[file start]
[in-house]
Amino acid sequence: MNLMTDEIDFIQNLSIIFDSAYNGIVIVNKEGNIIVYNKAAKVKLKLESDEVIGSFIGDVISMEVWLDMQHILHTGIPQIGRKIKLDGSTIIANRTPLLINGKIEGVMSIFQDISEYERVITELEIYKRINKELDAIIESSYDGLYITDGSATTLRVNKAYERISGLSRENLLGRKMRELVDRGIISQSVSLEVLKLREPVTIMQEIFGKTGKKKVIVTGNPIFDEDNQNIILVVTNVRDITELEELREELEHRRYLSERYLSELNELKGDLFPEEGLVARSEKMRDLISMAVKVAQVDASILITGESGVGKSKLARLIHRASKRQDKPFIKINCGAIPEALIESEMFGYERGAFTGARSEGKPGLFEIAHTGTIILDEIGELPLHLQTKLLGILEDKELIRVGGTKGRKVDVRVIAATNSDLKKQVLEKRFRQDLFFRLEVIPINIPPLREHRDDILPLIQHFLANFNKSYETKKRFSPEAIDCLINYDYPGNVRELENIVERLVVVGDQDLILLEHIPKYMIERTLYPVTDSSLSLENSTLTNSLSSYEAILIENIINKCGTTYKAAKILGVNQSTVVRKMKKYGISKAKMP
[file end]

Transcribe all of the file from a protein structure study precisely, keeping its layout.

[in-house]
Amino acid sequence: MNLMTDEIDFIQNLSIIFDSAYNGIVIVNKEGNIIVYNKAAKVKLKLESDEVIGSFIGDVISMEVWLDMQHILHTGIPQIGRKIKLDGSTIIANRTPLLINGKIEGVMSIFQDISEYERVITELEIYKRINKELDAIIESSYDGLYITDGSATTLRVNKAYERISGLSRENLLGRKMRELVDRGIISQSVSLEVLKLREPVTIMQEIFGKTGKKKVIVTGNPIFDEDNQNIILVVTNVRDITELEELREELEHRRYLSERYLSELNELKGDLFPEEGLVARSEKMRDLISMAVKVAQVDASILITGESGVGKSKLARLIHRASKRQDKPFIKINCGAIPEALIESEMFGYERGAFTGARSEGKPGLFEIAHTGTIILDEIGELPLHLQTKLLGILEDKELIRVGGTKGRKVDVRVIAATNSDLKKQVLEKRFRQDLFFRLEVIPINIPPLREHRDDILPLIQHFLANFNKSYETKKRFSPEAIDCLINYDYPGNVRELENIVERLVVVGDQDLILLEHIPKYMIERTLYPVTDSSLSLENSTLTNSLSSYEAILIENIINKCGTTYKAAKILGVNQSTVVRKMKKYGISKAKMP